Although formally established in 1971, China’s relationship with Lebanon, a country that has repeatedly suffered war and political assassinations, was minimal for many years. It has only been in the last decade, as the Middle East became increasingly important for the Chinese, that Beijing began to strengthen its ties with Beirut. Many of the stories on China’s involvement in Lebanon have been dominated by its role during the 2006 Lebanese war against Israel. Nevertheless, little attention has been paid to the expanding partnership between Beijing and Beirut in other realms.
The central dynamic to determine the nature of the present Sino-Lebanese relationship appears to be the salience of economic issues, which have come to dominate the bilateral agenda and dictate the terms of cooperation between China and Lebanon to a great extent. Although relatively limited compared to China’s economic foothold in other Middle Eastern countries, the economic aspect of the Beijing-Beirut bilateral engagement has seen some remarkable growth in recent years. In 2013, China became the leading source of goods imported by Lebanon. The trade volume between the two countries has risen considerably in the past decade. While Lebanon’s major export to China is wasted steel, it mainly imports electrical equipment and machinery, textiles, and plastic products.
Despite their small number, several Chinese firms have made their way to the country. In 2011 for instance, Great Wall Motor, China’s leading automobile exporter opened an outlet on Zalka Highway in Beirut. A year later Geely, another leading manufacturer of Chinese cars, also re-launched in Lebanon. Today, the company has six showrooms across the country. Beirut has been trying to attract more Chinese investment, for instance through its participation at the Shanghai Expo in 2010.
Unquestionably, another important part of cooperation between China and Lebanon is military. While Beijing has only recently developed a military foothold in other Middle Eastern countries, it has a relatively long history of military engagement with Lebanon. For instance, during the 2006 Israel-Lebanon war, a number of Chinese peacekeepers were deployed and Chinese weaponry was delivered to Lebanon. These troops reportedly remained within the Lebanese borders until 2012. The military cooperation continues until today and is expected to grow in the future, with the two countries pledging to expand their strategic partnership last year.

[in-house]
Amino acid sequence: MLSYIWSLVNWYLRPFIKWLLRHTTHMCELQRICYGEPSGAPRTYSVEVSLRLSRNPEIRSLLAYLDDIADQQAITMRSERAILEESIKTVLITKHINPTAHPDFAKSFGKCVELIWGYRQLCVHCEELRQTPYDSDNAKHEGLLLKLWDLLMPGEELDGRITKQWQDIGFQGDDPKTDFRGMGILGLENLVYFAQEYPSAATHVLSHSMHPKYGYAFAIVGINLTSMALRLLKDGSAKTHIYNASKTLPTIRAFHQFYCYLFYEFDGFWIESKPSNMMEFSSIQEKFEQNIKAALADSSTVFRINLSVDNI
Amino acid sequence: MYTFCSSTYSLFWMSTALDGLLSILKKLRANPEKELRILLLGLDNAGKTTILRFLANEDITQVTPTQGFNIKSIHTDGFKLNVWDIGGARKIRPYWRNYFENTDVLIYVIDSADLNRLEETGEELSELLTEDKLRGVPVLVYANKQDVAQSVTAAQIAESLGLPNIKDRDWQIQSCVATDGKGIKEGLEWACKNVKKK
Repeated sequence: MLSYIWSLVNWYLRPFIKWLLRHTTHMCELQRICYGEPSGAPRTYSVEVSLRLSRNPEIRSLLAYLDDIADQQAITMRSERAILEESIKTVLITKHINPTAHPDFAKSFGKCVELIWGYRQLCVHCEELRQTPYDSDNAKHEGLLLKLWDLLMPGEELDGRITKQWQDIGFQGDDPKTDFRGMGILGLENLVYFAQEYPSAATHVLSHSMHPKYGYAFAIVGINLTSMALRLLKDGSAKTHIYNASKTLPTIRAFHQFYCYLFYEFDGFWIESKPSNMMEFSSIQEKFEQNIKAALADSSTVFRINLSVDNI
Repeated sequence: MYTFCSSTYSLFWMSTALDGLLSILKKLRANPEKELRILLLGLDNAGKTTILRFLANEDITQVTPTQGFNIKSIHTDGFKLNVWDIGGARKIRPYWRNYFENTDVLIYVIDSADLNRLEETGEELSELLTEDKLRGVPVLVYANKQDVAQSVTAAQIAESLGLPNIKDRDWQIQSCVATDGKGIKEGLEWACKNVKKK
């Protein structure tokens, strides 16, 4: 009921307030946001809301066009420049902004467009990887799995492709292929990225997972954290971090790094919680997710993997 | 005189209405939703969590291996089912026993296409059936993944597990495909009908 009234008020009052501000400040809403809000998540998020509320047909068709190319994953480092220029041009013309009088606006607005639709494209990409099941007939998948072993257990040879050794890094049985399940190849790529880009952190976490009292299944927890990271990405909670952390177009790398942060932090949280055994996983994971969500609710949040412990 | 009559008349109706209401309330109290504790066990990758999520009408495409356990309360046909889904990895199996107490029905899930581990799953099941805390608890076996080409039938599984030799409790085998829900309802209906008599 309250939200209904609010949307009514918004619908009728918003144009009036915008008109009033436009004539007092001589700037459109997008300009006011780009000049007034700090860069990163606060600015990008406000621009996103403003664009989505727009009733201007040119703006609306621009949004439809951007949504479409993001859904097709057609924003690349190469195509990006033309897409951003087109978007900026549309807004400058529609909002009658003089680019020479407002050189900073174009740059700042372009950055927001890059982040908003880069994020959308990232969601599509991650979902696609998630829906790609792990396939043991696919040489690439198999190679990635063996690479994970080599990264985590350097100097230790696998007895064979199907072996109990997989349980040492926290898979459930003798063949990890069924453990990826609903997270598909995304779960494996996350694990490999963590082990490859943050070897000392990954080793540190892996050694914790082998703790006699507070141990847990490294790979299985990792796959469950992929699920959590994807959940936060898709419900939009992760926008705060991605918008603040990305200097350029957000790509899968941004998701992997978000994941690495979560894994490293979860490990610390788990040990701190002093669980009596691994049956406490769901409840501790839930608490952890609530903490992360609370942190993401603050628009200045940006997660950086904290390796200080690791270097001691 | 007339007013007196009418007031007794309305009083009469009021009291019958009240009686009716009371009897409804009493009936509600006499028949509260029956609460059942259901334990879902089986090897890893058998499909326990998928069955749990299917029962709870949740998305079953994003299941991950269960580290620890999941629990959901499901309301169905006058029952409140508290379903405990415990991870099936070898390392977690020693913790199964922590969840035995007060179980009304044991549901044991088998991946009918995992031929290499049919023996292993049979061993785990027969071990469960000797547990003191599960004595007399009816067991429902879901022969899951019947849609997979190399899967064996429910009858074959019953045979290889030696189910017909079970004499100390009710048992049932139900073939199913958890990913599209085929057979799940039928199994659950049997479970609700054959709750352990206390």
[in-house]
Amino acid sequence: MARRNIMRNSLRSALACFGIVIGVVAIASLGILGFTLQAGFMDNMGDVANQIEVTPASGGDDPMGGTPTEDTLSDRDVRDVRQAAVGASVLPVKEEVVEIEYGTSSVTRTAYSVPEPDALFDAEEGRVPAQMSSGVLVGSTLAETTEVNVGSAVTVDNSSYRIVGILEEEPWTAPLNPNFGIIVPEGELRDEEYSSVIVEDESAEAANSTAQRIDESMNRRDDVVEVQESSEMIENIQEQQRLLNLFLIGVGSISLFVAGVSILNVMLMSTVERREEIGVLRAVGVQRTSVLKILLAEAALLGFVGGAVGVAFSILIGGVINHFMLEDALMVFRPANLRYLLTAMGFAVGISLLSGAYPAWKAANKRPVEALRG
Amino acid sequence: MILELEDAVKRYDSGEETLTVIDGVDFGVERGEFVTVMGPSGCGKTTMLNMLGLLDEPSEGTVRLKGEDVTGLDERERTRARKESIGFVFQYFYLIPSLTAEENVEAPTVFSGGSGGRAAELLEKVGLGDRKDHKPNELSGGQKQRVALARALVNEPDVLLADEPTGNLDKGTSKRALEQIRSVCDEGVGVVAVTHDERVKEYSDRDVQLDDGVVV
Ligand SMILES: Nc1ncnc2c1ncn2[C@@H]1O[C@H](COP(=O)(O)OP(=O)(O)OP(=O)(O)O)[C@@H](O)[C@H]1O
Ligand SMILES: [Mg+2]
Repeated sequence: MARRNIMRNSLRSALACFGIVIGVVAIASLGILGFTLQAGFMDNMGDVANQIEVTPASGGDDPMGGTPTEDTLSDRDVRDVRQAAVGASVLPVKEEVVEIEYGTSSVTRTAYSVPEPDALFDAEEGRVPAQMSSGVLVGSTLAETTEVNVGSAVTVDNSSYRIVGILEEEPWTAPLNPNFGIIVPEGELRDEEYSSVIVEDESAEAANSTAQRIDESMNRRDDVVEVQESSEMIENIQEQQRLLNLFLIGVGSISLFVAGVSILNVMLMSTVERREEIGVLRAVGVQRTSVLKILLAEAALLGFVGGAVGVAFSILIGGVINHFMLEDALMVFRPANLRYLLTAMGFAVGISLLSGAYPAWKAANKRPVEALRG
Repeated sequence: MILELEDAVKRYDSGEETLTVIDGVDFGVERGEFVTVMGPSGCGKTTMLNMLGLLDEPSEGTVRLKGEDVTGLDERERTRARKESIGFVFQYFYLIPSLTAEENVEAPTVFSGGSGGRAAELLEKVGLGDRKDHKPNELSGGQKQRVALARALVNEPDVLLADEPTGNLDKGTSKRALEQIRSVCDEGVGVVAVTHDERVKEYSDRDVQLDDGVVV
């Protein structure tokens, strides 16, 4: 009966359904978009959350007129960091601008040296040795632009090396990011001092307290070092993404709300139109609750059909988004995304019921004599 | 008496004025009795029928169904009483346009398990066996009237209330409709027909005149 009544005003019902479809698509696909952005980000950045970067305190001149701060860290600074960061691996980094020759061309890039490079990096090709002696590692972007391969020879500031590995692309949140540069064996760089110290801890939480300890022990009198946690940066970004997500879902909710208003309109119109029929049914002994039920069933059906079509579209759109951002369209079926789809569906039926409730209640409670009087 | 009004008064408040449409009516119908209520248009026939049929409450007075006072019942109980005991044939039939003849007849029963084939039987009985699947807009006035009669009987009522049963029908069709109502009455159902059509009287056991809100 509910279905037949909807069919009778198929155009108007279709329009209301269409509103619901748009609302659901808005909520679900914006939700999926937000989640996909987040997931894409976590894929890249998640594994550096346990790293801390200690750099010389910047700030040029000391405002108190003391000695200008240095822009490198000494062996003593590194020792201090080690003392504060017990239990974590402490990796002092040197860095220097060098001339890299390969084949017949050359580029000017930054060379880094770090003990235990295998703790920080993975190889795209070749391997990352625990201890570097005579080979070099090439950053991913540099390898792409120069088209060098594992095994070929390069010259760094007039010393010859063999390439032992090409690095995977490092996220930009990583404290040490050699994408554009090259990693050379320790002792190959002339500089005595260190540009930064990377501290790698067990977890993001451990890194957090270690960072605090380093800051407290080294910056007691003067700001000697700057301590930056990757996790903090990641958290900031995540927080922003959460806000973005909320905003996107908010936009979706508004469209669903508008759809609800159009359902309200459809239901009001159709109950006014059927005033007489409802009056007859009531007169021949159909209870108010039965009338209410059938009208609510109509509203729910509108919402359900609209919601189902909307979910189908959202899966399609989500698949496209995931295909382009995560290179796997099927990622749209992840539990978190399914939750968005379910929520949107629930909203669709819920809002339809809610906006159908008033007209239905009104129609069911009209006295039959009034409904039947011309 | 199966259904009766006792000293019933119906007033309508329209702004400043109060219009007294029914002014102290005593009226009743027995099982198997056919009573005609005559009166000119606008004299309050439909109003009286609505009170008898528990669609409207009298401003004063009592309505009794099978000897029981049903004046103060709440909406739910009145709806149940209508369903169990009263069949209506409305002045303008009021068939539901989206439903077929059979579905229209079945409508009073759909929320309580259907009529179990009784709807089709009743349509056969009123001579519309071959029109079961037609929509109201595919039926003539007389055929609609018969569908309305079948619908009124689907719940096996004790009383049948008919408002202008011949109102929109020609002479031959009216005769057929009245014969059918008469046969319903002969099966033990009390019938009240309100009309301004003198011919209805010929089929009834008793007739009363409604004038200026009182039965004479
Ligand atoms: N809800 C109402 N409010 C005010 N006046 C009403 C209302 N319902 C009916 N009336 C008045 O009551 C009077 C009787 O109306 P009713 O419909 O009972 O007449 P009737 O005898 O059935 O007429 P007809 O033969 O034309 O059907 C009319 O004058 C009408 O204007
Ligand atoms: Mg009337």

Other aspects of the relationship have also strengthened. Since the signing of a tourism deal in 2005, the number of tourists between the two countries has increased significantly. Approximately 10,000 Lebanese visit China every year. Moreover, there is an increasing movement of people between the two countries to attend symposiums and seminars from different sectors including agriculture, finance, economic, media, and education. Other partnerships are taking place in the spheres of Chinese medicine and infrastructure.
Cooperation in education is also on the rise. Last year for example, prominent telecommunication firm Huawei inked a partnership deal with Lebanon to train several Lebanese students in communication engineering. In addition, since 2007 a Mandarin language course has been offered at the American University of Beirut, a platform that will contribute to deepening the cultural exchange between the two countries and that could lead toward more synergy in education.
Complementary links continue between China and Lebanon through other channels. As with many other countries in the Middle East, the Chinese have been utilizing aid and assistance to foster a relationship with the Lebanese. In May this year for example, Beijing offered $16 million in humanitarian aid for Syrian refugees in Lebanon and Jordan. This was not the first time for China to showcase its generosity. In 2000, China provided Lebanon with around $812,000 in aid, and in 2010 it helped the Lebanese build solar heating systems and a mobile telecommunications network.
For Lebanon, a strong link with China, an economic power with a benign history in the region and a permanent member of the UN Security Council, offers a useful alternative. Given the persistent threat of instability, Lebanon may once again turn to China for security assistance. And China’s strong economic foothold gives Lebanon access to much-needed foreign investment and aid on friendly terms.
Meanwhile, although Lebanon has insignificant natural resources compared to other countries in the region, it provides China with an opportunity to broaden its export markets and a boost to its wider foreign policy goals in the Middle East. As Beijing’s reliance on Middle Eastern energy resources is expected to grow, it needs not only to secure oil shipments from major producers, but also to establish strong partnerships with all parties in the region to ensure stability, so that Arab oil continues to flow smoothly.
Muhammad Zulfikar Rakhmat has lived in the Middle East for seven years. He holds a B.A. in International Affairs from Qatar University and is currently pursuing an M.A. in International Politics at the University of Manchester.